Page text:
THE LORD MACLENNAN OF ROGART
Page 8, line 6, at end insert “, and
(   )   a statement that in his view the provisions of the order are  
compatible with the Convention rights (as defined in the Human Rights  
Act 1998 (c. 42))”
 
        After Clause 20
 
        THE LORD GOODHART
THE LORD MACLENNAN OF ROGART
Insert the following new Clause—
        “Application of the Human Rights Act 1998
        An order made under this Part shall be treated for the purposes of  
the Human Rights Act 1998 (c. 42) as subordinate legislation and not as  
primary legislation (whether or not it amends primary legislation).”

4. Brian D Finch - November 1, 2006

Legislative and Regulatory Reform Bill -
Further Amendments Proposed
————————————————————————

AMENDMENTS
TO BE MOVED
ON THIRD READING
————————————————————————
 
        Clause 21
 
        THE BARONESS YOUNG OF OLD SCONE
Page 12, line 29, leave out “the exercise of the function” and insert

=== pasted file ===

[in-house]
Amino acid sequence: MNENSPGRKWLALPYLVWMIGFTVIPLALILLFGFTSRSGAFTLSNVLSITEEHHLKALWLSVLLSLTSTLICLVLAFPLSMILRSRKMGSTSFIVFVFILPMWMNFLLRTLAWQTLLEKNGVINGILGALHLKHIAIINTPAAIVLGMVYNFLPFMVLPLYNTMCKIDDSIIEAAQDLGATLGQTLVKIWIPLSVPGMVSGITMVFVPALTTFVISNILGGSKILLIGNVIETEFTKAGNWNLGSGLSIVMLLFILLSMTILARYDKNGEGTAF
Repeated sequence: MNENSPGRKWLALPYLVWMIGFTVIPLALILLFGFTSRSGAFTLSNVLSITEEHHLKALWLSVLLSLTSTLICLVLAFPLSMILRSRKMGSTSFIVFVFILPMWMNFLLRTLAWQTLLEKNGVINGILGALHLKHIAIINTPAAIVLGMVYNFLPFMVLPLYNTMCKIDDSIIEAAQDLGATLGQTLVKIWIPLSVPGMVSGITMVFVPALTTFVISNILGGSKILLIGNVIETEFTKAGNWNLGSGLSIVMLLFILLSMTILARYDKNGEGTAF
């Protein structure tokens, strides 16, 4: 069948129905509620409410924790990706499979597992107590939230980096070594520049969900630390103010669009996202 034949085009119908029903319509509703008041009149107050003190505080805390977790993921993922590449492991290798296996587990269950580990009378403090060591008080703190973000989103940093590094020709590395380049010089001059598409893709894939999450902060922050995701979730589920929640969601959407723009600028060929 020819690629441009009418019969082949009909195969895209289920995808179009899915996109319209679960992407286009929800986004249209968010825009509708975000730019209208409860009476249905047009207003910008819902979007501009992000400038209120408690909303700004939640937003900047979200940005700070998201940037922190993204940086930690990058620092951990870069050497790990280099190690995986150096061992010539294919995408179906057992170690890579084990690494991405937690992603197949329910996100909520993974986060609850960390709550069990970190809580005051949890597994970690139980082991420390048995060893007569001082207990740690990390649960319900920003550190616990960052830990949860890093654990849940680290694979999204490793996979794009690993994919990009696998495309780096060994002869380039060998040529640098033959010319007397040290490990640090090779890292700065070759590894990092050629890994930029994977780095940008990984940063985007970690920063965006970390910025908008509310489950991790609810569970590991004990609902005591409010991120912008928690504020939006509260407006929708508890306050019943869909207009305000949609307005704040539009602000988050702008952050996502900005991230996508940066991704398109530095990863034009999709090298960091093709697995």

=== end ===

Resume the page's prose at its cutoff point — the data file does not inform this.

“determining any general policy or principles by reference to which the  
person exercises the function”
 
        Clause 22
 
        THE BARONESS YOUNG OF OLD SCONE
Page 13, line 2, leave out from “revise” to end of line 3 and insert  
“guidance in relation to the exercise of regulatory functions which is  
appropriate for the person exercising those functions”
Page 13, line 5, leave out “the code” and insert “the guidance”
Page 13, line 10, leave out “the code” and insert “the guidance issued  
or revised under subsection (1)”
 
        Clause 23
 
        THE BARONESS YOUNG OF OLD SCONE
Page 13, line 15, leave out from “revise” to end of line 16 and insert  
“guidance under section 22, he shall prepare a draft of the guidance”
Page 13, line 23, leave out subsections (4) to (6)
 
        After Clause 29
 
        THE LORD KINGSLAND
THE BARONESS WILCOX
Insert the following new Clause—
        “Burdens from implementation of Community obligations
(1)     Subordinate legislation implementing any Community obligation of  
the United Kingdom, or enabling such obligation to be implemented, or  
enabling any rights to be enjoyed by the United Kingdom under or by  
virtue of the Treaties may not impose or increase any burden on any  
person which does not conform with the Cabinet Office Transposition  
Guide.
(2)     In this section—

        “burden” has the same meaning as in section 1(3);
        “subordinate legislation” has the same meaning as in section 29(9)(b);
        “the treaties” has the same meaning as in section 1(2) of the  
European Communities Act 1972 (c. 68) (short title and interpretation).”